I'm taking a course in linear algebra and I need to solve this problem:

Let's define a magic square as a matrix whose sums of all the numbers on a line, a column and on both the main diagonal and the main anti-diagonal are the same.

  1. Prove that $4 \times 4$ magic squares form a vector space.

  2. Find the basis vectors of this vector space.

There are more questions in the exercise, but I guess these are the most important ones that it will help me solve other questions.

I have already searched almost the whole Internet, but I'm not able to find the answer. Thank you!


(Edit: I'm not sure if I read the OP correctly, but to my understanding, except the sums of entries along the main diagonal or main anti-diagonal, all line sums along other diagonals are not part of the definition.)

Denote by $r_i$ the $i$-th row sum, $c_j$ the $j$-th column sum, $d$ the diagonal sum and $a$ the anti-diagonal sum. Every so-called "magic square" in question must satisfy the following 9 constraints: $$r_1=d,\ r_2=d,\ r_3=d,\ r_4=d,\ c_1=d,\ c_2=d,\ c_3=d,\ c_4=d,\ a=d.$$ (I say "so-called" in the above because the definition here deviates from the conventional one --- here, a magic square can have non-integer or even negative entries.)

Clearly the constraint $c_4=d$ is redundant, because the sum of all row sums must be equal to the sum of all column sums. Since a $4\times4$ matrix is specified by 16 entries, you now have 16 unknowns and at most 8 independent constraints. This suggests that the dimension of the vector space in question is at least 16-8=8.

So, to prove that the dimension of the vector space in question is exactly 8, you only need to show that the remaining 8 constraints are indeed linearly independent. This amounts to proving that some $8\times16$ matrix has full row rank. It takes some work but it shouldn't be hard.

Having proven that the dimension is 8, it is not hard to find a basis. All you need is to construct a magic square with nonzero row/column/diagonal/anti-diagonal sums and 7 magic squares with zero row/column/diagonal/anti-diagonal sums. This is easy: \begin{align*} &\pmatrix{1&1&1&1\\ 1&1&1&1\\ 1&1&1&1\\ 1&1&1&1}, \ \pmatrix{1&0&0&-1\\ 0&-1&1&0\\ 0&1&-1&0\\ -1&0&0&1},\\ &\pmatrix{1&-1&0&0\\ -1&1&0&0\\ 0&0&-1&1\\ 0&0&1&-1}, \ \pmatrix{1&0&-1&0\\ 0&-1&0&1\\ -1&0&1&0\\ 0&1&0&-1},\\ &\pmatrix{0&0&-1&1\\ 0&0&1&-1\\ 1&-1&0&0\\ -1&1&0&0}, \ \pmatrix{0&-1&0&1\\ 1&0&-1&0\\ 0&1&0&-1\\ -1&0&1&0},\\ &\pmatrix{0&1&-1&0\\ 0&0&0&0\\ 0&0&0&0\\ 0&-1&1&0}, \ \pmatrix{0&0&0&0\\ 1&0&0&-1\\ -1&0&0&1\\ 0&0&0&0}. \end{align*}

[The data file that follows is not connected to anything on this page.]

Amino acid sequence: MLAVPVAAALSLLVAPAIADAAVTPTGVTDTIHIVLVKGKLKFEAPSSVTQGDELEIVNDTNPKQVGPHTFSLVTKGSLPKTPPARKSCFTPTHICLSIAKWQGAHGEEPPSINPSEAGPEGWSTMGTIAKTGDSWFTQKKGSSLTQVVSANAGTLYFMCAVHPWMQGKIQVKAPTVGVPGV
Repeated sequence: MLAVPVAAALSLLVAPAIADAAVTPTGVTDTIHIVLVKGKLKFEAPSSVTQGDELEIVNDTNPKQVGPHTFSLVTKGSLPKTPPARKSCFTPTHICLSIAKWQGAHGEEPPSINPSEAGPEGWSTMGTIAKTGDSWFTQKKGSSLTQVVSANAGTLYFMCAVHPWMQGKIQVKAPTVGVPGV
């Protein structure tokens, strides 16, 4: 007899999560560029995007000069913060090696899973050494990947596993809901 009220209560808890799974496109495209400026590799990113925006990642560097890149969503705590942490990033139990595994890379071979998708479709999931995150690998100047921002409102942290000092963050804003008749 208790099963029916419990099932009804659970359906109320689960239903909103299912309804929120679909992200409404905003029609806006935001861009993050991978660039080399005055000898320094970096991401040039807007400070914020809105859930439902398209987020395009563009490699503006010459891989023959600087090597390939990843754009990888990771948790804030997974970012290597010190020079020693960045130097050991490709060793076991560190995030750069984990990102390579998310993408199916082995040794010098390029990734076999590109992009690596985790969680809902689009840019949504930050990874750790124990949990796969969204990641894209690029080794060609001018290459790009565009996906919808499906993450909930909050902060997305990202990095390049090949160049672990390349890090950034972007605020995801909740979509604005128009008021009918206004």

By looking at the diagonals and anti-diagonals of their linear combinations, it should be rather obvious that these 8 magic squares are indeed linearly independent.

  • $\begingroup$ @PeterFranek Why 16-7? Would you please list those 7 constraints? $\endgroup$ – user1551 Oct 27 '16 at 10:08
  • $\begingroup$ Ah, sorry, I was confused: you also want the anti-diagonal sum to be equal, althouth I didn't understand this from the OP. $\endgroup$ – Peter Franek Oct 27 '16 at 10:10
  • 1
    $\begingroup$ @PeterFranek Well, the OP says "on a diagonal", so I guess the definition involves more than one diagonals. But I may be wrong. $\endgroup$ – user1551 Oct 27 '16 at 10:14
  • $\begingroup$ Yes, you are correct, only the sums on both main diagonal and main anti-diagonal are the same. I edited the question. $\endgroup$ – Juice Oct 27 '16 at 14:38

Here's another basis, with an easy proof of linear independence: the entry marked with a star is the only nonzero entry in that location in any of the eight matrices. $$\pmatrix{1*&0&0&0\cr0&0&0&1\cr0&1&0&0\cr0&0&1&0\cr}\quad\pmatrix{0&1*&0&0\cr0&0&0&1\cr0&0&1&0\cr1&0&0&0\cr}\quad\pmatrix{0&0&1*&0\cr0&0&0&1\cr0&0&1&0\cr1&1&-1&0\cr}\quad\pmatrix{0&0&0&1*\cr0&0&0&1\cr0&-1&2&0\cr1&2&-1&-1\cr}\quad\pmatrix{0&0&0&0\cr1*&0&0&-1\cr0&1&-1&0\cr-1&-1&1&1\cr}\quad\pmatrix{0&0&0&0\cr0&1*&0&-1\cr0&0&-1&1\cr0&-1&1&0\cr}\quad\pmatrix{0&0&0&0\cr0&0&1*&-1\cr0&-1&0&1\cr0&1&-1&0\cr}\quad\pmatrix{0&0&0&0\cr0&0&0&0\cr1*&1&-1&-1\cr-1&-1&1&1\cr}$$

A similar approach is taken in Ward, Vector spaces of magic squares, Math Mag 53 (1980) 108-111.